Cancers arise when cells escape intrinsic controls on proliferation due to activation of oncogenes, together with loss/inactivation of tumor suppressors that normally promote apoptosis or senescence of pre-malignant cells. Proto-oncogenes encoding Ras GTPases are frequently activated in cancer cells and the p53 and RB tumor suppressor pathways are disrupted in nearly all tumors. Elucidating the components of these oncogenic and anti-oncogenic pathways is essential for understanding how cancers develop and thus to identify unique vulnerabilities of tumor cells that can be exploited therapeutically. Our laboratory is interested in the C/EBP (CCAAT/enhancer binding protein) family of bZIP transcription factors, especially their roles in regulating cell proliferation and tumorigenesis. Our research focuses on the function and regulation of C/EBPbeta as a downstream effector of Ras. Our studies have also implicated C/EBPb in oncogene-induced senescence (OIS) in primary mouse fibroblasts, where it acts together with RB:E2F complexes to inhibit proliferation of cells expressing oncogenic Ras. C/EBPb may therefore possess both pro- and anti-tumorigenic properties. We seek to understand these opposing functions in more mechanistic detail and to illuminate their contributions to cancer development or tumor suppression in vivo. Role of C/EBPb in tumorigenesis: Work from our laboratory and others revealed a critical role for C/EBPb in the development of certain cancers. For example, C/EBPb-deficient mice are completely resistant to skin tumors induced by carcinogens that cause Ras mutations. C/EBPb is also essential for Myc/Raf-induced transformation of monocyte/macrophages and is required for growth factor-independent suppression of apoptosis (self-sufficiency), a hallmark of leukemias and other tumor cells. We identified the IGF-1 gene as a transcriptional target of C/EBPb in transformed macrophages and demonstrated that the survival defect of C/EBPb-deficient cells is caused by impaired autocrine IGF-1 signaling. To determine whether C/EBPb affects other kinds of cancers we are investigating the consequences of C/EBPb deficiency on ENU-induced tumorigenesis in mice. Thus far the results indicate that C/EBPb KO animals develop fewer lymphomas than WT mice and show reduced incidence/malignancy of several other cancers. To extend these findings we are crossing the C/EBPb KO mice to a latent activatable K-ras strain that develops lung tumors at high frequency. Preliminary results show that animals lacking C/EBPb develop fewer and less malignant tumors. Finally, we are examining the expression and function of C/EBPb in human tumor cell lines to extend our observations to human cancers. C/EBPb regulates systemic insulin/IGF-1 and the tumor environment: To further investigate regulation of IGF-1 by C/EBPb, we examined IGF-1 levels and related physiological phenotypes of C/EBPb KO mice. The mutant animals display decreased fat content and bone density and contain reduced circulating levels of IGF-1, insulin and leptin. Transplanted colon cancer cells showed diminished tumorigenicity in C/EBPb null mice compared to WT animals, indicating that C/EBPb contributes to a more favorable tumor environment. This effect may be due to the lower levels of tumor-promoting growth factors and hormones in C/EBPb-deficient mice. Our findings indicate that C/EBPb promotes tumor development through both cell-autonomous and non-cell-autonomous mechanisms. Role of C/EBPb in cellular senescence: In many primary (non-immortalized) cells, elevated levels of activated Ras or other oncogenes induce senescence, a stable form of cell cycle arrest that requires induction of the ARF-p53 and p16Ink4a-RB tumor suppressor pathways. Recent work indicates that oncogene-induced senescence (OIS) serves as a bonafide tumor surveillance mechanism in vivo. We found that C/EBPb null MEFs fail to undergo Ras-mediated cell cycle arrest, demonstrating a requirement for C/EBPb in RasV12-induced cellular senescence. In addition, C/EBPb over-expression in normal MEFs or human diploid fibroblasts induces cell cycle arrest and a senescent cellular morphology. In contrast, expression of C/EBPb in cells lacking all three RB family members (pRb, p107 and p130) or expressing dominant negative E2F1 stimulates proliferation. These findings indicate that RB:E2F complexes act in concert with C/EBPb to regulate growth of fibroblasts and possibly other cells. Consistent with this idea, C/EBPb binds to and represses E2F-regulated genes such as c-Myc and cyclin A2. Whereas oncogenic Ras provokes premature senescence in primary fibroblasts, it transforms immortalized cells such as NIH 3T3 fibroblasts, which carry a deletion that removes the p16, p15 and p19Arf tumor suppressors. We found that Ras increases C/EBPb levels in MEFs but silences C/EBPb expression in NIH 3T3 cells. This difference was traced to p19Arf, since re-expression of Arf but not p16 or p53 restored C/EBPb levels in Ras-expressing NIH 3T3 cells. Ras also decreased C/EBPb expression in p16/p19Arf null MEFs. Forced expression of C/EBPb blocked Ras-induced transformation and proliferation, showing that C/EBPb is capable of inducing senescence in NIH 3T3 cells. These observations indicate that C/EBPb is a p53-independent target of the Arf tumor suppressor pathway in fibroblasts, and Ras-induced down-regulation of C/EBPb may be an important event in bypassing OIS and allowing tumor progression in some cell contexts. Post-translational regulation of C/EBPb activity: Because C/EBPb mediates cellular responses to oncogenic Ras, we are investigating post-translational regulation of C/EBPb activity by Ras signaling. We have found that the DNA-binding activity of C/EBPb is auto-inhibited and becomes activated in cells expressing oncogenic Ras or stimulated with growth factors. C/EBPb auto-inhibition requires three regions in the N-terminal half of the protein, including the transactivation domain, which are predicted to adopt secondary structure. Mutagenesis studies support the idea that these auto-inhibitory sequences participate in folding interactions that reciprocally inhibit C/EBPb DNA-binding and transactivation functions. A parallel objective is to characterize Ras-induced post-translational modifications (PTMs) on C/EBPb that mediate signal-dependent de-repression. We identified a RSK kinase site in the leucine zipper that serves as an important regulator of C/EBPb DNA-binding activity and also modulates dimerization specificity. We are presently investigating how other phosphorylation sites and different classes of modifications such as lysine acetylation and Lys/Arg methylation control C/EBPb DNA-binding, dimerization, and transactivation function. Ultimately we seek to determine how specific PTMs affect the biological and oncogenic properties of C/EBPb. Involvement of C/EBPgamma in cell growth regulation through heterodimerization with C/EBPb: C/EBPg is a ubiquitously-expressed protein that forms heterodimers with other C/EBP family members, including C/EBPb. We are investigating its role in cell growth regulation by analyzing C/EBPg-deficient mice and cells derived from these animals. C/EBPg-deficient MEFs proliferate very poorly in culture and express reduced levels of pro-mitotic r [summary truncated at 7800 characters]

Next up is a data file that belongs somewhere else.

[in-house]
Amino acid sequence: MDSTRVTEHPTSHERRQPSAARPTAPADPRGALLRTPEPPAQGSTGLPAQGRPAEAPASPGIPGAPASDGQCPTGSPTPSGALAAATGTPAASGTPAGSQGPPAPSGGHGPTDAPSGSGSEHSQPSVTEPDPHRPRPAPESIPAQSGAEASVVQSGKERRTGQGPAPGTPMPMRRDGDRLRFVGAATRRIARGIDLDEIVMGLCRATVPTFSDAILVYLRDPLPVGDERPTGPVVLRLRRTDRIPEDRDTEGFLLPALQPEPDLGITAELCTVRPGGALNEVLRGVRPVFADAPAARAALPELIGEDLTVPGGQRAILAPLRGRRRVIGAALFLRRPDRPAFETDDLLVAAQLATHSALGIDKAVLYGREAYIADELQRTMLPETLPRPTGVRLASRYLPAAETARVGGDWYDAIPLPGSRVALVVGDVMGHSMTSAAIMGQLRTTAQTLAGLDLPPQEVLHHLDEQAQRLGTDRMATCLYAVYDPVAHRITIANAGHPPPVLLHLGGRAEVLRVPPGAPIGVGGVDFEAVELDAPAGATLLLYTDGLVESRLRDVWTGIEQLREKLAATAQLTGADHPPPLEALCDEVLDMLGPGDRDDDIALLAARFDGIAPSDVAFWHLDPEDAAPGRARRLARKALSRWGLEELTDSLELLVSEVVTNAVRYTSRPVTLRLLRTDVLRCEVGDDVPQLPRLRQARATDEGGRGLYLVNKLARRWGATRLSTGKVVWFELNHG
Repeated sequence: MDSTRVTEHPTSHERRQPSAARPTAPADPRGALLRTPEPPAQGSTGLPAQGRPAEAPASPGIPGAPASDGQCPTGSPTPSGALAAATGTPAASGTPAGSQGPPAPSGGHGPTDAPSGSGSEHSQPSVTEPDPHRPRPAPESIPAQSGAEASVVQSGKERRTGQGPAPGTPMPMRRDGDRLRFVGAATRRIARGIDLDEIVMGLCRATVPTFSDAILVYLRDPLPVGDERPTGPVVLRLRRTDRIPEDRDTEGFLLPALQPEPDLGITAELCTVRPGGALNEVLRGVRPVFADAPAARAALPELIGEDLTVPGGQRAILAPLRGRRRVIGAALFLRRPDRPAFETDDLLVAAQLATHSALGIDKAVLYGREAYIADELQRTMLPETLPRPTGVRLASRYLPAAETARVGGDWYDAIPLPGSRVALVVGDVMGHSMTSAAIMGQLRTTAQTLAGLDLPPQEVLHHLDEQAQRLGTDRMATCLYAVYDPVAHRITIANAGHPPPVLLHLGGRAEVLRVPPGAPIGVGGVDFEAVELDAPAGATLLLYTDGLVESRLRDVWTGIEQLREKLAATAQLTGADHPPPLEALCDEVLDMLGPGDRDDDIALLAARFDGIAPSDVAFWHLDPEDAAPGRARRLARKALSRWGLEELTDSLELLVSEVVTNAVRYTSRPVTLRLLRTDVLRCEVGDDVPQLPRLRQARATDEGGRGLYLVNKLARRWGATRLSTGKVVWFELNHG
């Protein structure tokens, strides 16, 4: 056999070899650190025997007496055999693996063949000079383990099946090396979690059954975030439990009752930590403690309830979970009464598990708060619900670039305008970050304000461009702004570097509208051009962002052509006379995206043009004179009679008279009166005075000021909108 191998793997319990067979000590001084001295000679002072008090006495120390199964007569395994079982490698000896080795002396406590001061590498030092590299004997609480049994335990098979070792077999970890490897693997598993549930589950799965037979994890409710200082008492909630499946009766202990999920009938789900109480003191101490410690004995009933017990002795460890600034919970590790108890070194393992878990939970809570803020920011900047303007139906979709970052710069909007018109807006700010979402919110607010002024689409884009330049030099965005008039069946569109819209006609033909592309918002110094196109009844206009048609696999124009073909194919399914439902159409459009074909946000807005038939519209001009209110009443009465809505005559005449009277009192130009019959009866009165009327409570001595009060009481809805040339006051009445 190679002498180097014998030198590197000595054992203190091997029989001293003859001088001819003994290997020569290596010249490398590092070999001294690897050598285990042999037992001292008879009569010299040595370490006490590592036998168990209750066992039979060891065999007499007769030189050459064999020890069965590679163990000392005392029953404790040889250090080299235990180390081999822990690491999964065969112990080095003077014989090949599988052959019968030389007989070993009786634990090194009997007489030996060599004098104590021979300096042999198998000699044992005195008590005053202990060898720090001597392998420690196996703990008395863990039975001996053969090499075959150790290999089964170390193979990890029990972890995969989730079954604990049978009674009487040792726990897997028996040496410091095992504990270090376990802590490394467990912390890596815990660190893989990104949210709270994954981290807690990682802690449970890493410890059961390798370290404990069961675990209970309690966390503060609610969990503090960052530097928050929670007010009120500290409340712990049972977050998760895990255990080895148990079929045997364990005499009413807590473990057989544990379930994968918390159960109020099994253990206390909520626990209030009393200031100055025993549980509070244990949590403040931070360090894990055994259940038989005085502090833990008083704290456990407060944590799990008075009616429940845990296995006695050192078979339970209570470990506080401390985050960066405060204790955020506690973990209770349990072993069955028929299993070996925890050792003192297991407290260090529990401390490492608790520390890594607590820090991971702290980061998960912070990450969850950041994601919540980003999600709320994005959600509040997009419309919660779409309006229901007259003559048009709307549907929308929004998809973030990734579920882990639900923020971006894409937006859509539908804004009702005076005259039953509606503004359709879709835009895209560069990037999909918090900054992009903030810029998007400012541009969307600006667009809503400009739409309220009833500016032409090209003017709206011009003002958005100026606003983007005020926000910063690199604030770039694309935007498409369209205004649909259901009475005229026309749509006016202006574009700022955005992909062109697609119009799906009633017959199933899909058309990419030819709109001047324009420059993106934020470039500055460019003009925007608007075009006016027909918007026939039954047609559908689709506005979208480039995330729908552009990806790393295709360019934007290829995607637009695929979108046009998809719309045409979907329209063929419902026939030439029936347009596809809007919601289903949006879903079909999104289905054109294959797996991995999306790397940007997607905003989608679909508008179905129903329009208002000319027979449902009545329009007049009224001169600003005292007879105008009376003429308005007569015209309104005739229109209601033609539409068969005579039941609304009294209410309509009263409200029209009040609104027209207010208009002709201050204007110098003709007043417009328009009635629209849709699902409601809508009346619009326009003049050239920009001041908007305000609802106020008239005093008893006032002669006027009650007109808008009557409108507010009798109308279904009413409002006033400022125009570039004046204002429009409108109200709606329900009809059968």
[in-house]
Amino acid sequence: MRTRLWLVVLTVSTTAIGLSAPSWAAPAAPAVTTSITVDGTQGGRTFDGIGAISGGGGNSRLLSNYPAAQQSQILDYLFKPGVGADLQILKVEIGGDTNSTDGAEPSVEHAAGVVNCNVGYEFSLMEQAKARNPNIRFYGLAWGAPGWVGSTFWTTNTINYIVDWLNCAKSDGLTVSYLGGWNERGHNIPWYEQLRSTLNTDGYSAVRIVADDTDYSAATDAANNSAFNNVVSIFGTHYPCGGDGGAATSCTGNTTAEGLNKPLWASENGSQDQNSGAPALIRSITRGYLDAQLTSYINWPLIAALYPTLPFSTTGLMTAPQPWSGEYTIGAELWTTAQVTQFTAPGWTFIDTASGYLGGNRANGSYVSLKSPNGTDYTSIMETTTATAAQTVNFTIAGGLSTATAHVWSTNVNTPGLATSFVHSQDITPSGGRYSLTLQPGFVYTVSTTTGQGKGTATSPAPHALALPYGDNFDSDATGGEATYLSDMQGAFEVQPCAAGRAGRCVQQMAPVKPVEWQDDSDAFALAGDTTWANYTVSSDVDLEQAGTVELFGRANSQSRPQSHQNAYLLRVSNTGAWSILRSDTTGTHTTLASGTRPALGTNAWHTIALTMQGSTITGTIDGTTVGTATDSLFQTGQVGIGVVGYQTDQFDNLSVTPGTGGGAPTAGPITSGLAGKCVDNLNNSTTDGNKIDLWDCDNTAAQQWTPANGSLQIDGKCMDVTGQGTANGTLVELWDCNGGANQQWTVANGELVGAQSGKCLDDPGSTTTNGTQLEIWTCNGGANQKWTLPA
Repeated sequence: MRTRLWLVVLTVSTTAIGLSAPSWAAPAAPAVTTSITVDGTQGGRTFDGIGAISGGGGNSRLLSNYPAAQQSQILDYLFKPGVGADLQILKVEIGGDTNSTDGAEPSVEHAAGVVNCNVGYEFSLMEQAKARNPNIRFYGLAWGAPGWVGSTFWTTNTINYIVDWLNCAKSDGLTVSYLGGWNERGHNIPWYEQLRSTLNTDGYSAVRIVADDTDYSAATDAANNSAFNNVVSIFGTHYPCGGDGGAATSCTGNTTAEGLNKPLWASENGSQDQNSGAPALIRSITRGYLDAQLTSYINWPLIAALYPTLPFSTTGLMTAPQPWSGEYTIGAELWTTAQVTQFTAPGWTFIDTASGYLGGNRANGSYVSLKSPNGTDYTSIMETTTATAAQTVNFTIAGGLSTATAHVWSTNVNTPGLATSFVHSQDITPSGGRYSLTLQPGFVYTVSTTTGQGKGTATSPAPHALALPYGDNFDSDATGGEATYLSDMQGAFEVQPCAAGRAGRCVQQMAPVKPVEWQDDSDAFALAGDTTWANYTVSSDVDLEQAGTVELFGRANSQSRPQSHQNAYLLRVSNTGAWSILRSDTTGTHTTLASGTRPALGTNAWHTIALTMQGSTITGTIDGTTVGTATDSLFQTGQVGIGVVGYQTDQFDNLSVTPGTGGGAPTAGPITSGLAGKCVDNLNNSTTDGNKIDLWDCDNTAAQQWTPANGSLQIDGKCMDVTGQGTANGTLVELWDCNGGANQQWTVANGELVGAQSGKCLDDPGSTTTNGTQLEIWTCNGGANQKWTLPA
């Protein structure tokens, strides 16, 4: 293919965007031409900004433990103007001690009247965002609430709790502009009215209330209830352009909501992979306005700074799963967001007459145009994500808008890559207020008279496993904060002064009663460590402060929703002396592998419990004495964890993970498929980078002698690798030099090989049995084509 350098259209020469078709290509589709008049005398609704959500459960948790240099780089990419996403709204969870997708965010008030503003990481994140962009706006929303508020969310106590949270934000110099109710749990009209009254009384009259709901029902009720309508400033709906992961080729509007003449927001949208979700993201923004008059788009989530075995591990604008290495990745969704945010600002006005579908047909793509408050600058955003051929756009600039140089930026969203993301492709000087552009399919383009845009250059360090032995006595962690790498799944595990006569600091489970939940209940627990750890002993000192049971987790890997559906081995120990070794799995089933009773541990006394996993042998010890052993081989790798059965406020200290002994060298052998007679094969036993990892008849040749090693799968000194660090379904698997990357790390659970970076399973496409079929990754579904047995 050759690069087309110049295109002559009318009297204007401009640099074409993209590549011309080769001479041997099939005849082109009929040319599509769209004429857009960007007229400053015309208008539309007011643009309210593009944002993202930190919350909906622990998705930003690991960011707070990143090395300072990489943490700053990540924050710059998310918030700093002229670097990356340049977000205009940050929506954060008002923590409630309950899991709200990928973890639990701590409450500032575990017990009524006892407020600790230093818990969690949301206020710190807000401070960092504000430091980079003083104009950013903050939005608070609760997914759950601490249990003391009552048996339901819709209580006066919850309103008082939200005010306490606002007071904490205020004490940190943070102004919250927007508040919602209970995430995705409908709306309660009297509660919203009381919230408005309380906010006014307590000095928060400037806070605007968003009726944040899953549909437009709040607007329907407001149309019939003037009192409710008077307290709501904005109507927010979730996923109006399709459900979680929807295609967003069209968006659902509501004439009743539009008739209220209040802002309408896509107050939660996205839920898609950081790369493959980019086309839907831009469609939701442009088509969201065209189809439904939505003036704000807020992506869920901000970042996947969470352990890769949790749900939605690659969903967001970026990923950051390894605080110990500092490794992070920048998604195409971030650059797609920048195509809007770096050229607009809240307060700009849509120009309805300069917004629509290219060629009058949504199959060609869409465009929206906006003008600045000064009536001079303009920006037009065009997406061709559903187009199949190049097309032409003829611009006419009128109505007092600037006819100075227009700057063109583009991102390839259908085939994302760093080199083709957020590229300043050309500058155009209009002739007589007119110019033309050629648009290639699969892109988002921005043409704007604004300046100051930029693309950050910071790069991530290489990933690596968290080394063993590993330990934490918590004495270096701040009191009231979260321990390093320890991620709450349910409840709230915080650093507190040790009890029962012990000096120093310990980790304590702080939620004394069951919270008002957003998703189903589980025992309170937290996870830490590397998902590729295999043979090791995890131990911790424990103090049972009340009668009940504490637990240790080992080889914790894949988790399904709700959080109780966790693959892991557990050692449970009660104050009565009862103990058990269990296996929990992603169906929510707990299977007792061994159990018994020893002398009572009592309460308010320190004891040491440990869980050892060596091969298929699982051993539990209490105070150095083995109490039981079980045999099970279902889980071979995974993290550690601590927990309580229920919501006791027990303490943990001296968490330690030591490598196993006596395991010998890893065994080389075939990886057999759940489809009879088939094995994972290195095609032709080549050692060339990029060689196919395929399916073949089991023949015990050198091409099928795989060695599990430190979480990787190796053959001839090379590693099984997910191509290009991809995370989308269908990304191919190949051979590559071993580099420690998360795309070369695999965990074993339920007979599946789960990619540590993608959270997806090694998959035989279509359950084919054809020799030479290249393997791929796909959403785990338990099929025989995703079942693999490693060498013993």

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National Cancer Institute (NCI)
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Staiger, Jennifer; Lueben, Mary J; Berrigan, David et al. (2009) C/EBPbeta regulates body composition, energy balance-related hormones and tumor growth. Carcinogenesis 30:832-40
Spooner, Chauncey J; Sebastian, Thomas; Shuman, Jon D et al. (2007) C/EBPbeta serine 64, a phosphoacceptor site, has a critical role in LPS-induced IL-6 and MCP-1 transcription. Cytokine 37:119-27
Loomis, Kari D; Zhu, Songyun; Yoon, Kyungsil et al. (2007) Genetic ablation of CCAAT/enhancer binding protein alpha in epidermis reveals its role in suppression of epithelial tumorigenesis. Cancer Res 67:6768-76
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Suh, Hyung Chan; Gooya, John; Renn, Katie et al. (2006) C/EBPalpha determines hematopoietic cell fate in multipotential progenitor cells by inhibiting erythroid differentiation and inducing myeloid differentiation. Blood 107:4308-16